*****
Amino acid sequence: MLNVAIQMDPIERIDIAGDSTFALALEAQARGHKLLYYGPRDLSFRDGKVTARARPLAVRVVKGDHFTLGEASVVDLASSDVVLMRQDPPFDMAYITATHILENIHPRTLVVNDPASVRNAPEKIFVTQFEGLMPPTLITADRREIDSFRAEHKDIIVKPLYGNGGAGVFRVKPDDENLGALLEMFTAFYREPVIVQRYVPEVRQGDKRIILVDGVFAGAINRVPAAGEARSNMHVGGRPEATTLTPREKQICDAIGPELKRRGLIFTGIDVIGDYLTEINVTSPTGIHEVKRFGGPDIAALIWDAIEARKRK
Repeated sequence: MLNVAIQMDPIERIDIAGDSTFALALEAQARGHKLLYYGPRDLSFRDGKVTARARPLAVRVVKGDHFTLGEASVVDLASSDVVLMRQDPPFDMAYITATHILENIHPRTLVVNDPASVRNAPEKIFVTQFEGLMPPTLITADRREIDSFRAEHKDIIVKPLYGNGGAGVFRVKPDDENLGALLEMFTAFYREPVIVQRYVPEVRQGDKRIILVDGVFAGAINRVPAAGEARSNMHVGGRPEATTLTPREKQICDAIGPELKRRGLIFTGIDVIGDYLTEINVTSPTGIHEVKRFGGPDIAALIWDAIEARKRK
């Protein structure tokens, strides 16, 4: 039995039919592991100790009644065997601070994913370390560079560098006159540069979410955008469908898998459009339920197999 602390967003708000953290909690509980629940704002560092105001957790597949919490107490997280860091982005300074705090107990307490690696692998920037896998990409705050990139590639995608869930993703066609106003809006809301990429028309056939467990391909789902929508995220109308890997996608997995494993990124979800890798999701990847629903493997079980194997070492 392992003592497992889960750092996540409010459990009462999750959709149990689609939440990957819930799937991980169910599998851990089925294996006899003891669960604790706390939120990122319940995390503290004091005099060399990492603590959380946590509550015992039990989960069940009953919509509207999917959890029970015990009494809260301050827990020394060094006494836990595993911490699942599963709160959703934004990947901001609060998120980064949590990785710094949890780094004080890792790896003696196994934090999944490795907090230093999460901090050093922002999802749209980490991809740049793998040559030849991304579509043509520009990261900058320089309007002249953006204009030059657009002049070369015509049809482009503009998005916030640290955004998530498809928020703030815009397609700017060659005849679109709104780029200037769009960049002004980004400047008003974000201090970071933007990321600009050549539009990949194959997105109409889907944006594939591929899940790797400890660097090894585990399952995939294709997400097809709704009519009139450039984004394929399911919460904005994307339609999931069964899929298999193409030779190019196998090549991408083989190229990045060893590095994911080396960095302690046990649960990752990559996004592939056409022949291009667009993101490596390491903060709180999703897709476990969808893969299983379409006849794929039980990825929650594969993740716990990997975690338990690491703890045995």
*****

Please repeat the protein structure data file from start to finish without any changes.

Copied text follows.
Amino acid sequence: MLNVAIQMDPIERIDIAGDSTFALALEAQARGHKLLYYGPRDLSFRDGKVTARARPLAVRVVKGDHFTLGEASVVDLASSDVVLMRQDPPFDMAYITATHILENIHPRTLVVNDPASVRNAPEKIFVTQFEGLMPPTLITADRREIDSFRAEHKDIIVKPLYGNGGAGVFRVKPDDENLGALLEMFTAFYREPVIVQRYVPEVRQGDKRIILVDGVFAGAINRVPAAGEARSNMHVGGRPEATTLTPREKQICDAIGPELKRRGLIFTGIDVIGDYLTEINVTSPTGIHEVKRFGGPDIAALIWDAIEARKRK
Repeated sequence: MLNVAIQMDPIERIDIAGDSTFALALEAQARGHKLLYYGPRDLSFRDGKVTARARPLAVRVVKGDHFTLGEASVVDLASSDVVLMRQDPPFDMAYITATHILENIHPRTLVVNDPASVRNAPEKIFVTQFEGLMPPTLITADRREIDSFRAEHKDIIVKPLYGNGGAGVFRVKPDDENLGALLEMFTAFYREPVIVQRYVPEVRQGDKRIILVDGVFAGAINRVPAAGEARSNMHVGGRPEATTLTPREKQICDAIGPELKRRGLIFTGIDVIGDYLTEINVTSPTGIHEVKRFGGPDIAALIWDAIEARKRK
């Protein structure tokens, strides 16, 4: 039995039919592991100790009644065997601070994913370390560079560098006159540069979410955008469908898998459009339920197999 602390967003708000953290909690509980629940704002560092105001957790597949919490107490997280860091982005300074705090107990307490690696692998920037896998990409705050990139590639995608869930993703066609106003809006809301990429028309056939467990391909789902929508995220109308890997996608997995494993990124979800890798999701990847629903493997079980194997070492 392992003592497992889960750092996540409010459990009462999750959709149990689609939440990957819930799937991980169910599998851990089925294996006899003891669960604790706390939120990122319940995390503290004091005099060399990492603590959380946590509550015992039990989960069940009953919509509207999917959890029970015990009494809260301050827990020394060094006494836990595993911490699942599963709160959703934004990947901001609060998120980064949590990785710094949890780094004080890792790896003696196994934090999944490795907090230093999460901090050093922002999802749209980490991809740049793998040559030849991304579509043509520009990261900058320089309007002249953006204009030059657009002049070369015509049809482009503009998005916030640290955004998530498809928020703030815009397609700017060659005849679109709104780029200037769009960049002004980004400047008003974000201090970071933007990321600009050549539009990949194959997105109409889907944006594939591929899940790797400890660097090894585990399952995939294709997400097809709704009519009139450039984004394929399911919460904005994307339609999931069964899929298999193409030779190019196998090549991408083989190229990045060893590095994911080396960095302690046990649960990752990559996004592939056409022949291009667009993101490596390491903060709180999703897709476990969808893969299983379409006849794929039980990825929650594969993740716990990997975690338990690491703890045995």